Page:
In every story, there comes a turning point or an ultimate moment in which the situation has become so intolerable that the main character must take a decisive step and emerge victorious. This scene is known as the climax.
Also called a “final obstacle,” the climax comes at the end of the story’s rising action. The main character metaphorically has reached the mountain top and either must push off the antagonist or be pushed off. Because of this, the climax is a scene of escalated action. It is that part of the story when the main character resolves the story’s central problem.
There are three possible ways the story can for the main character – or three general climaxes – that you can write. The main character can:
• Succeed – This by far is the most common climax, and it invariably means a happy ending. After all, the main most readers will ask as reading your story is “How will the main character overcome solve this problem?” Most readers have become so familiar with storytelling strategies that they never wonder if the main character will be successful.
• Be defeated – In such stories, the character typically is his own worst enemy. Circumstances might lead to his failure but usually it is some flaw or weakness in his character, which results in poor decisions. Typically such stories are more literary in nature and focus on a message or theme about human morality.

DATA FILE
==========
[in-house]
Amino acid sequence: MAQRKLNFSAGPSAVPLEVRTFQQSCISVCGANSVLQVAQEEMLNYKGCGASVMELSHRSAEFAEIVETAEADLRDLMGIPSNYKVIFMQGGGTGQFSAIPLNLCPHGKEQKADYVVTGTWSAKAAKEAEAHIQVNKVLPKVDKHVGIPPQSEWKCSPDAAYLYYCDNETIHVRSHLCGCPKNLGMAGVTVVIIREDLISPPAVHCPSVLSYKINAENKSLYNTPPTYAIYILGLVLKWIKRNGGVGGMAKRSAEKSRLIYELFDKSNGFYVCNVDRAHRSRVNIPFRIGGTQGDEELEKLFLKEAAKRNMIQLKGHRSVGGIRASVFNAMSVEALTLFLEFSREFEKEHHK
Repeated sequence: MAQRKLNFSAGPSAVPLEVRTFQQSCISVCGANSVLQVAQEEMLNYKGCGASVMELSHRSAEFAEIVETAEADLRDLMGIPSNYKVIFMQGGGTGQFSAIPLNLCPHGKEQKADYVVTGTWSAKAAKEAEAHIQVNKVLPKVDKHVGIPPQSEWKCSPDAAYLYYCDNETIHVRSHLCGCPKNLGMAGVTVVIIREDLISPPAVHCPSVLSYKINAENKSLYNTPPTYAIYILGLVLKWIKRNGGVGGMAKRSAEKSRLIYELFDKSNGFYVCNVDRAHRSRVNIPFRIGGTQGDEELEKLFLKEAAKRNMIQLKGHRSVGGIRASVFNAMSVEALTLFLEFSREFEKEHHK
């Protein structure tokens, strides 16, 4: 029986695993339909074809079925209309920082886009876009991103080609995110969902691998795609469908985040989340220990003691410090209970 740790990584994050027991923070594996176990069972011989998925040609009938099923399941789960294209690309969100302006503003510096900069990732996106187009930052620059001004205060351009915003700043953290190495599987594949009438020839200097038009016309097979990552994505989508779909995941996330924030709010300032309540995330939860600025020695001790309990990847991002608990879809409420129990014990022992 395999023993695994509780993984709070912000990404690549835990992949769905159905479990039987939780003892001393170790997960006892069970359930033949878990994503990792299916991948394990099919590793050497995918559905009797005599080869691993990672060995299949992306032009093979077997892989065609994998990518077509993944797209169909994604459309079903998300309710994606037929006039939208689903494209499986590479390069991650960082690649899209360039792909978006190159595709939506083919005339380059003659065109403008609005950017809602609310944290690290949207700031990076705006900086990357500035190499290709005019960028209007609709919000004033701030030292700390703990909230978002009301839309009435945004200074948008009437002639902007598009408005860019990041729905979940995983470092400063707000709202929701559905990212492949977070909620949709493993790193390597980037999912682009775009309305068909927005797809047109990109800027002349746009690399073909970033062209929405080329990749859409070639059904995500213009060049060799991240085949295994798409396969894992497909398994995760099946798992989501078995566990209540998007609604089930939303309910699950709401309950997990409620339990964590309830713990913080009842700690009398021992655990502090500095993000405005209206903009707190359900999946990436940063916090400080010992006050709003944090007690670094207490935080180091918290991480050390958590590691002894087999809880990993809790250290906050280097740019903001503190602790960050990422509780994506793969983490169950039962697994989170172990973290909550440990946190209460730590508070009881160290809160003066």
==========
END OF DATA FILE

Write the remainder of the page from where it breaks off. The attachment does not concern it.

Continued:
• Abandon the goal – On rare occasions, the main character may realize that solving the problem will not make his life or those of others any better. Such tales often aim to make large statements about human morality and the nature of our existence.
My name is Rob Bignell. I’m an affordable, professional editor who runs Inventing Reality Editing Service, which meets the manuscript needs of writers both new and published. I also offer a variety of self-publishing services. During the past decade, I’ve helped more than 300 novelists and nonfiction authors obtain their publishing dreams at reasonable prices. I’m also the author of the 7 Minutes a Day… writing guidebooks, four nonfiction hiking guidebook series, and the literary novel Windmill. Several of my short stories in the literary and science fiction genres also have been published.